via Veronica Volny
by Edilbe Front Range
Come spring, honeybees along Colorado’s Front Range
emerge from their winter slumber. They seek out the first
flush of blossoms, deterred only by the occasional late spring
snow. And local beekeepers are close behind, slipping into their
white jumpsuits to check on their charges, anxious to learn if they
made it through the winter.
In winters past, a beekeeper could hope to find all of her colonies
healthy and happy. But since the arrival of the parasitic varroa mite in
the late eighties, honeybees—and their keepers—have been struggling.
The mite affects virtually every managed colony of European honeybees,
and greater winter losses are now the norm. “It’s typical to lose
about 30 percent,” explains Laura Tyler of Boulder’s Backyard Bees.
Before the European honeybee, Apis mellifera, came to dominate the
North American landscape, thousands of different species of native
bees pollinated flowers and food crops. But suburban sprawl and industrial
agriculture have largely displaced the natives. And because of
their disappearance, our crops—including Colorado’s Eastern Plains
alfalfa andWestern Slope stone fruit—depend more heavily than
ever on the services of the European honeybee. In fact, pollination
contracts—not honey—have become the modern beekeepers’
primary source of income: Every year, most of the country’s commercial
bees are hauled from coast to coast on the backs of 18-
wheelers, from California’s almond orchards to Maine’s blueberry
fields, in constant pursuit of the bloom.
Recently, however, European honeybees have made headlines—and
the news is grim.
Beekeepers across the country have suited up in
spring only to find their hives inexplicably empty.While some beekeepers
have been spared, the mysterious new ailment, Colony Collapse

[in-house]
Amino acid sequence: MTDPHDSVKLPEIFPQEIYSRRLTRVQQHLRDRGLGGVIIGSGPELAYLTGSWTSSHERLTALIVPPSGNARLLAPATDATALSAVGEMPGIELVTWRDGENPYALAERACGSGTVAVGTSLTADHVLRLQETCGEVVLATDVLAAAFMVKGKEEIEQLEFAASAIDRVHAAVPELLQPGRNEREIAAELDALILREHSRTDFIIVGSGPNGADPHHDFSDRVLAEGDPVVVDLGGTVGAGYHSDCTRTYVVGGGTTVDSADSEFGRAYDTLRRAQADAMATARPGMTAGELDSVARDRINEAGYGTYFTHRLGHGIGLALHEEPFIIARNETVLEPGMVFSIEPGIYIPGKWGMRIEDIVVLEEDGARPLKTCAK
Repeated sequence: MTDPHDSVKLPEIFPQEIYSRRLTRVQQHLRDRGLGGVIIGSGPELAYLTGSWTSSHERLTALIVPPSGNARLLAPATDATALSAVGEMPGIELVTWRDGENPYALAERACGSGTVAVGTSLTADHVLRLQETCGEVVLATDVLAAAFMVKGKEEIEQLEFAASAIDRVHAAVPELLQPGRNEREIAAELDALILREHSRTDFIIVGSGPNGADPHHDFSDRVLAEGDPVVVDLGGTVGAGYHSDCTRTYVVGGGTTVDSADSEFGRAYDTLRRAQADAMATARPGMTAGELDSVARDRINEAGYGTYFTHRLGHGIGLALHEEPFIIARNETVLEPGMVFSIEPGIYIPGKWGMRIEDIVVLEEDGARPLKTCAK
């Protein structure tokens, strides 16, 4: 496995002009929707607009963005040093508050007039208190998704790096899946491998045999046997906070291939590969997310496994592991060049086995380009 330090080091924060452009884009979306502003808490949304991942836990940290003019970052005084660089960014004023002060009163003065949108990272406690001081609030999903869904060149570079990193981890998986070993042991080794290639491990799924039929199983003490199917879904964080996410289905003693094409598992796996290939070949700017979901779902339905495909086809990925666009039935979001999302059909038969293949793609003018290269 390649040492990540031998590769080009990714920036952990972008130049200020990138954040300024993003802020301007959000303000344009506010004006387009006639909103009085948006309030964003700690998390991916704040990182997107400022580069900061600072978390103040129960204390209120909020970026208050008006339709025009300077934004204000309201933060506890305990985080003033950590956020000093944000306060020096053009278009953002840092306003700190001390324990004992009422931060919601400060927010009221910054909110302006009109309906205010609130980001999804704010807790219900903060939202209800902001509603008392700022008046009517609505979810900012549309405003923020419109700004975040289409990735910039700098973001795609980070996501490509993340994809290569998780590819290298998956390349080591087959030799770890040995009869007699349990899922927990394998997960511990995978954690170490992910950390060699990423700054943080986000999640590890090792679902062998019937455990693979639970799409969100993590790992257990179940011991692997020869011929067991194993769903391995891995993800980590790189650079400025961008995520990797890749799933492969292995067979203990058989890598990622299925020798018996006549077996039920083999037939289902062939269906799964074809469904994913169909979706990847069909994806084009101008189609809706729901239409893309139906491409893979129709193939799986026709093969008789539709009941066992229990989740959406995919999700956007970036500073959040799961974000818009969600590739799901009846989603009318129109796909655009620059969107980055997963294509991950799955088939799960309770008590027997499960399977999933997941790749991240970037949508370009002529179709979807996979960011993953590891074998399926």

Disorder (CCD), has caused devastating losses.
Tom Theobald of Niwot Honey Farm has been keeping bees and
harvesting honey for the past 33 years. Early on, his colonies were
growing faster than he could manage. Now, he struggles to maintain
his target of 100 hives. “Last winter, my losses were 45 percent” he
says, pained. “This winter, they’re going to run over 70 percent. I
may be looking at the end.”
But according to Tom, CCD is not a recent phenomenon. “I’ve been
seeing what they’re describing as CCD ever since the varroa mite
showed up,” he says. Possible causes of CCD—viruses, pesticides,
parasites, genetically modified crops, and even cell phones—have
come under investigation, but no specific culprit has been found. “I
think we are going to find multiple causes,” says Tom.
Tom credits local hobbyist beekeepers with the maintenance of feral
colonies along the Front Range. Feral bees are European honeybees
that have escaped their human beekeepers. “Even the best beekeepers
will occasionally lose a swarm, and that helps regenerate the environment,”
Corwin Bell and Karen Sadenwater, founders of Backyard Hive in
Eldorado Springs, make handcrafted beehives. They hope more and
more Coloradans will give honeybees a home in their own backyards.
“We want more people to care about bees,” says Karen. If commercial
bees continue to suffer, we may come to rely on backyard
beehives to preserve an invaluable natural resource. And, we may
need to pay more attention to those native bees that we’ve overlooked
for so long.
Help make your community a better place for native bees, honeybees
and local beekeepers:
• Keep bees in mind when selecting plants for your garden. Plant
native flowers such as RockyMountain Bee plant, Giant Hyssop,
Azure Blue Sage, and Maximilian’s Sunflower.
• Sustain bees throughout the growing season by planting a succession
• Avoid using pesticides in your garden, and encourage your city
to do the same.
• Provide nesting sites for native bees by maintaining bare patches
of ground, leaving dead wood on trees, or putting up “bee
blocks”—they are inexpensive and easy to make.
• Support beekeepers in your community: buy local honey and
• Become a beekeeper, and enjoy a steady supply of honey from
your own backyard.
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